But I digress. A key argument in this whole flap is how we deal with legal immigrants. Conservatives say that any path toward citizenship for those who entered the country illegally amounts to a "slap in the face" to those who entered legally. I think the participation of legal immigrants in the marches belies that sentiment pretty decisively. But Cathy offers moral backing to the argument:
I am a legal immigrant myself. As many of you know, I came here with my family in 1980 from the Soviet Union; at the time, we automatically received refugee status on the grounds that we feared persecution in our native country. (Which, actually, was not even technically accurate: the Soviet Jews coming here at the time had to fear persecution only if they wanted to openly practice Judaism -- which, for my non-religious family, was not an issue -- or if they were political dissidents.) And that is something I tremendously appreciate, but I am also aware of the fact that I got a special break due to Cold War politics, and that a lot of people around the world who had as good a claim to fleeing oppression or persecution did not get the same break. So my reaction is not "but I came here legally!" but more like, "There but for the grace of God..."
She then goes on to compare the immigration system to a lottery system--there really is no rhyme or reason to who gets a visa and who doesn't. This essential arbitrariness is what distinguishes illegal immigration from other types of crimes: unlike murder or robbery, its only illegal for some.
I have serious moral qualms about declaring a person illegal for the "crime" of living somewhere. This seems like a rather radical expansion of the concept of criminal culpability. The only comparable offense I can think of is trespassing, and I personally don't think that the proper analogy for the land built by huddled masses is to a private country club. The trespassing analogy also treats the nation as a whole--not just individual homes or businesses--as private property. The idea of a completely privatized public should scare us all. As Ambrose Bierce wrote exactly one century ago:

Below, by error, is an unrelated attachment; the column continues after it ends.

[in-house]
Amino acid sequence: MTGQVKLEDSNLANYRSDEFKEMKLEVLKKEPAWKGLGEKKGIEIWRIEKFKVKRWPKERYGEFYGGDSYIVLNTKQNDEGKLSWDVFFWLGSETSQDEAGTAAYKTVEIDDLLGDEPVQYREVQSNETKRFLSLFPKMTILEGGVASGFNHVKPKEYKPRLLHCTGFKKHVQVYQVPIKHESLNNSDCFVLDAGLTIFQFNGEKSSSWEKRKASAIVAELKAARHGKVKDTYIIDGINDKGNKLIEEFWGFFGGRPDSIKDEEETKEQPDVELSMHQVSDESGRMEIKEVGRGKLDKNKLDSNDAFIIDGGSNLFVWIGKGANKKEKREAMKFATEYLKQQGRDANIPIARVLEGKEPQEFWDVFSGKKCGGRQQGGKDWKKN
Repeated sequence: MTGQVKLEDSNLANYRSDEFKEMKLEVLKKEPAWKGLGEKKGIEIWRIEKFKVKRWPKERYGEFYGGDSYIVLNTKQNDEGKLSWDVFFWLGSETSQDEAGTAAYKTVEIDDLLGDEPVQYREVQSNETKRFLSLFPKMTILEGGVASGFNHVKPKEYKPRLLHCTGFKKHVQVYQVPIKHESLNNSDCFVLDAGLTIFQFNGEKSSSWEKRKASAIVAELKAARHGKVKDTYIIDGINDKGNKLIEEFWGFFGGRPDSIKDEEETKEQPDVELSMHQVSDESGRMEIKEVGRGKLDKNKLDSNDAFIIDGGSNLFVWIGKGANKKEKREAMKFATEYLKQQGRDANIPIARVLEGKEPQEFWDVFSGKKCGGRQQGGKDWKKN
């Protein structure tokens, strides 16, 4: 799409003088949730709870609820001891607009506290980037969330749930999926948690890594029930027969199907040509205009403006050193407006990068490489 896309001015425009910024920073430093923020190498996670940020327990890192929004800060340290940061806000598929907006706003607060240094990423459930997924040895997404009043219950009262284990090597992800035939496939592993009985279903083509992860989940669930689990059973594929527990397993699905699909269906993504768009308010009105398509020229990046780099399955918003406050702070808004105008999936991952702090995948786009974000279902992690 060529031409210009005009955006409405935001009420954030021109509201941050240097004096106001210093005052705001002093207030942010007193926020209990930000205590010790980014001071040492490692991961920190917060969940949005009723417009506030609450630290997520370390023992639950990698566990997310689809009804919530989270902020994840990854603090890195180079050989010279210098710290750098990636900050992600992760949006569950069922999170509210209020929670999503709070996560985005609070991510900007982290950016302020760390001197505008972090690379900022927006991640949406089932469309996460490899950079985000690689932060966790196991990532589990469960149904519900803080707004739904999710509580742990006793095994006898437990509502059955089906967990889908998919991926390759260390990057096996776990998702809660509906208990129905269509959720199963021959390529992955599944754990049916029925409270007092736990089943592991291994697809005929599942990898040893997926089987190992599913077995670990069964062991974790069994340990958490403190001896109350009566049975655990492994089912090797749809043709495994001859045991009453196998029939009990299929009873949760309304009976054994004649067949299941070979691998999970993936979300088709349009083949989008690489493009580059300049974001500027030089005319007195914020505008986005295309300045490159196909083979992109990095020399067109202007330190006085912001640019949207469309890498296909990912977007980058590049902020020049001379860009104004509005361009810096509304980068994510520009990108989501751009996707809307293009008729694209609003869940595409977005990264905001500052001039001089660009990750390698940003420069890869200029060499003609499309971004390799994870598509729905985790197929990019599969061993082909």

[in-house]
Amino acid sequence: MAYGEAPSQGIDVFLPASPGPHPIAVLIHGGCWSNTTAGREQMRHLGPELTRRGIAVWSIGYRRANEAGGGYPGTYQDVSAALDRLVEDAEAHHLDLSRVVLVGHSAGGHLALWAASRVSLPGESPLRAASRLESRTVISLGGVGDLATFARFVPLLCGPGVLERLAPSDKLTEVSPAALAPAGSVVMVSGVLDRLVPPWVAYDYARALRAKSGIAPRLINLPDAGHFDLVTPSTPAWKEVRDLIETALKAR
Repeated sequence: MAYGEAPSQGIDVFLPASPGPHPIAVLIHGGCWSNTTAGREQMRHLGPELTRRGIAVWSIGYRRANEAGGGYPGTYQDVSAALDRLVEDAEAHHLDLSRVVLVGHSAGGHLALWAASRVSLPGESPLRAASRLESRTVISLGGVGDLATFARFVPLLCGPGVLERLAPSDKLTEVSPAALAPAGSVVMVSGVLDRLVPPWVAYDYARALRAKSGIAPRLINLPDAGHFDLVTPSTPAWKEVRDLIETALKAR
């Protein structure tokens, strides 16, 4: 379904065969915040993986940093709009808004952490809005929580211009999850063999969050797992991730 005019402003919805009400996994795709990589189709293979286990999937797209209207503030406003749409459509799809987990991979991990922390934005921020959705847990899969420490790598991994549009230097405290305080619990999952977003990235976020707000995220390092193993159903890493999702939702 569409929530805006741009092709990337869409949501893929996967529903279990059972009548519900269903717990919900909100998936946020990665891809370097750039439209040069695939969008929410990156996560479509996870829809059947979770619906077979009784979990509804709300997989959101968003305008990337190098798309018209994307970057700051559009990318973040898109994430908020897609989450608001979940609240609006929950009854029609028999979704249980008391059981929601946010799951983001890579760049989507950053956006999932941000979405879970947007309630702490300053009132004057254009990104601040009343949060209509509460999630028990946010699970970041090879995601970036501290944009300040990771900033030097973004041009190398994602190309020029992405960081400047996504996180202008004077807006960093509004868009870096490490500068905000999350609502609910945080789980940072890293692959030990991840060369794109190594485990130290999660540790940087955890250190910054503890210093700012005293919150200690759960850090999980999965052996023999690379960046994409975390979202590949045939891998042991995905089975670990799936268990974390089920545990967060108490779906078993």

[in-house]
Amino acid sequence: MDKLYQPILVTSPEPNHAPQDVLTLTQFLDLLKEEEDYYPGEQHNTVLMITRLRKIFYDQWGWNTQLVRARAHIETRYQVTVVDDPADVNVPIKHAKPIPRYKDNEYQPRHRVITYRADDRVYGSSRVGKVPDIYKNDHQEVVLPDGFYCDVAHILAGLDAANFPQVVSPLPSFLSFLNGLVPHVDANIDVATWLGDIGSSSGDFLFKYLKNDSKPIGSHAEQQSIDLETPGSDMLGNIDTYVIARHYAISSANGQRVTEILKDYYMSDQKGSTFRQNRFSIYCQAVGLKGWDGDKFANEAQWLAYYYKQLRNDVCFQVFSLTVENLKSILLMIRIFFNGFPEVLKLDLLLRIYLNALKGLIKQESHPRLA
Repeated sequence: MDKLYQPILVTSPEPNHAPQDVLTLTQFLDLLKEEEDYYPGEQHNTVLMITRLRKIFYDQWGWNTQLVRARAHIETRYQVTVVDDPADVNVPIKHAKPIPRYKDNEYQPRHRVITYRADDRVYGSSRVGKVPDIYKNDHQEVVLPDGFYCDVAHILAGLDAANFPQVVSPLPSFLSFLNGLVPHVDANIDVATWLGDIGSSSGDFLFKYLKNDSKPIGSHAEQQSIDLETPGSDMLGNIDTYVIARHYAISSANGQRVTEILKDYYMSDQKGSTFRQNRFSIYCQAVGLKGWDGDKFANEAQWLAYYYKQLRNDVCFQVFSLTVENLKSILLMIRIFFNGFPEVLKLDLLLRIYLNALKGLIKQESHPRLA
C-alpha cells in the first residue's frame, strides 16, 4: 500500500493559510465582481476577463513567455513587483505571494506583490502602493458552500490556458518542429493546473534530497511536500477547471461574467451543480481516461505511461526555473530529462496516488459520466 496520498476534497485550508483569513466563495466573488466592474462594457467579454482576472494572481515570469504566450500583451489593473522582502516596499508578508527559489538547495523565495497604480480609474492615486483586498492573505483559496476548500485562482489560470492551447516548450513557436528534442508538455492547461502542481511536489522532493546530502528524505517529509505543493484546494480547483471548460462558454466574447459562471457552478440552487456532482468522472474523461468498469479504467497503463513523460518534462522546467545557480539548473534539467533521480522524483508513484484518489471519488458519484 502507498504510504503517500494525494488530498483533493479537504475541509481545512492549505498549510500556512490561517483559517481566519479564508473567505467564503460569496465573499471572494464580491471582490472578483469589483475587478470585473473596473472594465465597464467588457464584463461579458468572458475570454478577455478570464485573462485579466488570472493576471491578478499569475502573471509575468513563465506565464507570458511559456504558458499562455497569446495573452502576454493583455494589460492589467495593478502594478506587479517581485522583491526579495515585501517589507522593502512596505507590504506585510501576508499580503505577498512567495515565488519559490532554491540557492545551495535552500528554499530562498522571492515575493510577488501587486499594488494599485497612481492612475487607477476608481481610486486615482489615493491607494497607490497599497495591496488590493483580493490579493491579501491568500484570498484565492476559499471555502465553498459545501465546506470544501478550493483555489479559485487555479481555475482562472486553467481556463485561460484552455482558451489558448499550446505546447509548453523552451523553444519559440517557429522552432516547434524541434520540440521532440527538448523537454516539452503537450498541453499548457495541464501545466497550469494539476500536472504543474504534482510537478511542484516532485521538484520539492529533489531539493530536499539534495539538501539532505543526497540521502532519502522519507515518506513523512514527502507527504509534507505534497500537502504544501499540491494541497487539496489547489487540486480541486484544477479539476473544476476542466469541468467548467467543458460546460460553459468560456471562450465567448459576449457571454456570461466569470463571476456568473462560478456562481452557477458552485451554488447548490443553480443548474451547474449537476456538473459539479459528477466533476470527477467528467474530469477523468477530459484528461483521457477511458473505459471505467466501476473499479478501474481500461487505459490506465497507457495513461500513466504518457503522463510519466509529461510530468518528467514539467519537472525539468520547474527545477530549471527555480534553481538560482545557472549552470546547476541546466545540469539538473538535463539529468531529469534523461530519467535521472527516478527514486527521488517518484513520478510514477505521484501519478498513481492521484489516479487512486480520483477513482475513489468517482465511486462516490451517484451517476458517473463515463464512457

The right to property implies the right to exclusive use, and therefore the right to expel trespassers. Therefore, if A B and C own all the land, D E and F have no place to be born, or born as trespassers, to exist.
This may seem like a rather stretched analogy, until we remember those who want to expel the children of immigrants, born in the USA. Under this paradigm, these people would be "born as trespassers," and that label seems immoral in a very visceral sense.
The point is that, when debating this topic, the first and foremost concern has to be respect for human dignity. I remarked to a friend earlier tonight that one of the reasons I love the immigration protests is that they are finally putting human dignity back on the political table--we're finally discussing it again. I should have added that this is only a benefit if human dignity wins, and as Cathy reminds us, "anti-immigrant panic has been, again and again, responsible for ungenerous and sometimes downright inhumane policies unworthy of America." Hopefully, narratives like hers can help us break the cycle.